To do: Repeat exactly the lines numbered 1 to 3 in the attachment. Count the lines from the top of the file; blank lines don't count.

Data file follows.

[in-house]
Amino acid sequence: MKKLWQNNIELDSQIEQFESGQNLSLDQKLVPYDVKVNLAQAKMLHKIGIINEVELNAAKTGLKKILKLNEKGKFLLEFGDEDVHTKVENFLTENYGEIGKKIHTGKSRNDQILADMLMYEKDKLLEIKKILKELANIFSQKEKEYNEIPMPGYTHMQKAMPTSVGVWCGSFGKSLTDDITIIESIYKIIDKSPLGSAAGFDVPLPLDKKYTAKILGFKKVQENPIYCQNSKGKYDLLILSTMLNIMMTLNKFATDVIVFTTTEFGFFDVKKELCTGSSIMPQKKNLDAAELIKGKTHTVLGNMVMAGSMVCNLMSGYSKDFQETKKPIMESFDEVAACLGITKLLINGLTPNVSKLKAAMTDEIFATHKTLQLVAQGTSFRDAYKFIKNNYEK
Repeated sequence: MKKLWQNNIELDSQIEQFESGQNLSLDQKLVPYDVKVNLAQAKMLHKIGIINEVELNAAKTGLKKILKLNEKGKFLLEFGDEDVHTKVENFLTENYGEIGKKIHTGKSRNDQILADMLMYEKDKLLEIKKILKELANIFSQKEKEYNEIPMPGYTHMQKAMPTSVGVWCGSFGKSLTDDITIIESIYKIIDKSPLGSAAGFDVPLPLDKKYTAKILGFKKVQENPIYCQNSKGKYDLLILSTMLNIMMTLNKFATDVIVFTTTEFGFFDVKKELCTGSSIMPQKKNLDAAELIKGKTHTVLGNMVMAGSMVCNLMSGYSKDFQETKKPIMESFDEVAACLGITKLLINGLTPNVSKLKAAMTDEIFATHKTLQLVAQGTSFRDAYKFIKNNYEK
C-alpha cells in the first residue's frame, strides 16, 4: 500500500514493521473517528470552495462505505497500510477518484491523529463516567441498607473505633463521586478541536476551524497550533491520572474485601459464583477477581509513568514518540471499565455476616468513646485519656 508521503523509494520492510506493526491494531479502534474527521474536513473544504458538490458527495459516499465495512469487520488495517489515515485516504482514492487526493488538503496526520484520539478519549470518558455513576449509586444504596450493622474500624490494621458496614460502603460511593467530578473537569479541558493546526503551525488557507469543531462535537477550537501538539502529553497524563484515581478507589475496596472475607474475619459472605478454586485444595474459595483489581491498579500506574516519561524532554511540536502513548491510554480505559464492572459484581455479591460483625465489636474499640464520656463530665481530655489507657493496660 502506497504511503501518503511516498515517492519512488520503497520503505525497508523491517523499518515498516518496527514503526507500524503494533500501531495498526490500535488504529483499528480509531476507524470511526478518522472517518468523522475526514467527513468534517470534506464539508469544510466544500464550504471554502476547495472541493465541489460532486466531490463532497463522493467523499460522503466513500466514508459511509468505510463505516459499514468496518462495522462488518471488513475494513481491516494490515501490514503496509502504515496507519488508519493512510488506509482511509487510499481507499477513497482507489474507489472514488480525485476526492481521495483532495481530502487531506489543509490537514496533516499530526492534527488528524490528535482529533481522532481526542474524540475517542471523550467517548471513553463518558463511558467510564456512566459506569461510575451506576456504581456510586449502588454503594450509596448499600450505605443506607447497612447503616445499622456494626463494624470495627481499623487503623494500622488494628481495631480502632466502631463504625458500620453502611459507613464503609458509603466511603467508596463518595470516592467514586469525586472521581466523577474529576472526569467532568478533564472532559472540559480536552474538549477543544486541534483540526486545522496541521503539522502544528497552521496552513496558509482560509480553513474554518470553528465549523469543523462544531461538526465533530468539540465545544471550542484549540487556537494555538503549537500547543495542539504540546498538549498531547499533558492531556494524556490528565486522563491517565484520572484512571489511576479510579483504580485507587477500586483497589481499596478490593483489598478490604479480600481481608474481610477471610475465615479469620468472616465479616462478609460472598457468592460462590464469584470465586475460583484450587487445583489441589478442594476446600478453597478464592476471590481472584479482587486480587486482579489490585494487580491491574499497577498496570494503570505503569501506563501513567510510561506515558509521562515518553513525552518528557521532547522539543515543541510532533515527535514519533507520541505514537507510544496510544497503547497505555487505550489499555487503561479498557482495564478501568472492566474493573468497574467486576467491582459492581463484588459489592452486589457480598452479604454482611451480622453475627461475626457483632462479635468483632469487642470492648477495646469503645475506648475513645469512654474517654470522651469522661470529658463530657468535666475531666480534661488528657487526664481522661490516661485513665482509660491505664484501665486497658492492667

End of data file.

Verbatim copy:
[in-house]
Amino acid sequence: MKKLWQNNIELDSQIEQFESGQNLSLDQKLVPYDVKVNLAQAKMLHKIGIINEVELNAAKTGLKKILKLNEKGKFLLEFGDEDVHTKVENFLTENYGEIGKKIHTGKSRNDQILADMLMYEKDKLLEIKKILKELANIFSQKEKEYNEIPMPGYTHMQKAMPTSVGVWCGSFGKSLTDDITIIESIYKIIDKSPLGSAAGFDVPLPLDKKYTAKILGFKKVQENPIYCQNSKGKYDLLILSTMLNIMMTLNKFATDVIVFTTTEFGFFDVKKELCTGSSIMPQKKNLDAAELIKGKTHTVLGNMVMAGSMVCNLMSGYSKDFQETKKPIMESFDEVAACLGITKLLINGLTPNVSKLKAAMTDEIFATHKTLQLVAQGTSFRDAYKFIKNNYEK
Repeated sequence: MKKLWQNNIELDSQIEQFESGQNLSLDQKLVPYDVKVNLAQAKMLHKIGIINEVELNAAKTGLKKILKLNEKGKFLLEFGDEDVHTKVENFLTENYGEIGKKIHTGKSRNDQILADMLMYEKDKLLEIKKILKELANIFSQKEKEYNEIPMPGYTHMQKAMPTSVGVWCGSFGKSLTDDITIIESIYKIIDKSPLGSAAGFDVPLPLDKKYTAKILGFKKVQENPIYCQNSKGKYDLLILSTMLNIMMTLNKFATDVIVFTTTEFGFFDVKKELCTGSSIMPQKKNLDAAELIKGKTHTVLGNMVMAGSMVCNLMSGYSKDFQETKKPIMESFDEVAACLGITKLLINGLTPNVSKLKAAMTDEIFATHKTLQLVAQGTSFRDAYKFIKNNYEK